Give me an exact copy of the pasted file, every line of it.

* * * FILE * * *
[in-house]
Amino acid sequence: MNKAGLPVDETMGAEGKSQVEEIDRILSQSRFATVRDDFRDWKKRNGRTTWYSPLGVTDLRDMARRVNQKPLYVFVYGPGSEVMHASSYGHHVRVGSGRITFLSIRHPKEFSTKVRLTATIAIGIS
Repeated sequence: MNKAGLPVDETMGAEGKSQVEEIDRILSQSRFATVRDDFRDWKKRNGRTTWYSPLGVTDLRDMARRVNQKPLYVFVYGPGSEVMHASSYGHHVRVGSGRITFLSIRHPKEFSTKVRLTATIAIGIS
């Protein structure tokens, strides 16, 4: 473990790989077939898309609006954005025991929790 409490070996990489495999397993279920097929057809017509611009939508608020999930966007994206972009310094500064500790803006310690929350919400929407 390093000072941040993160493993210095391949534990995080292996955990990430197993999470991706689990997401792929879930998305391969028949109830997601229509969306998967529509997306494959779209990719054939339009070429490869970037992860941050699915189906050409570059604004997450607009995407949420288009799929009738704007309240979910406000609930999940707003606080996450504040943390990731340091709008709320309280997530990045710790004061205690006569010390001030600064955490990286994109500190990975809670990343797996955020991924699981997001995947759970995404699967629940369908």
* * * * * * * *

[in-house]
Amino acid sequence: MNKAGLPVDETMGAEGKSQVEEIDRILSQSRFATVRDDFRDWKKRNGRTTWYSPLGVTDLRDMARRVNQKPLYVFVYGPGSEVMHASSYGHHVRVGSGRITFLSIRHPKEFSTKVRLTATIAIGIS
Repeated sequence: MNKAGLPVDETMGAEGKSQVEEIDRILSQSRFATVRDDFRDWKKRNGRTTWYSPLGVTDLRDMARRVNQKPLYVFVYGPGSEVMHASSYGHHVRVGSGRITFLSIRHPKEFSTKVRLTATIAIGIS
């Protein structure tokens, strides 16, 4: 473990790989077939898309609006954005025991929790 409490070996990489495999397993279920097929057809017509611009939508608020999930966007994206972009310094500064500790803006310690929350919400929407 390093000072941040993160493993210095391949534990995080292996955990990430197993999470991706689990997401792929879930998305391969028949109830997601229509969306998967529509997306494959779209990719054939339009070429490869970037992860941050699915189906050409570059604004997450607009995407949420288009799929009738704007309240979910406000609930999940707003606080996450504040943390990731340091709008709320309280997530990045710790004061205690006569010390001030600064955490990286994109500190990975809670990343797996955020991924699981997001995947759970995404699967629940369908």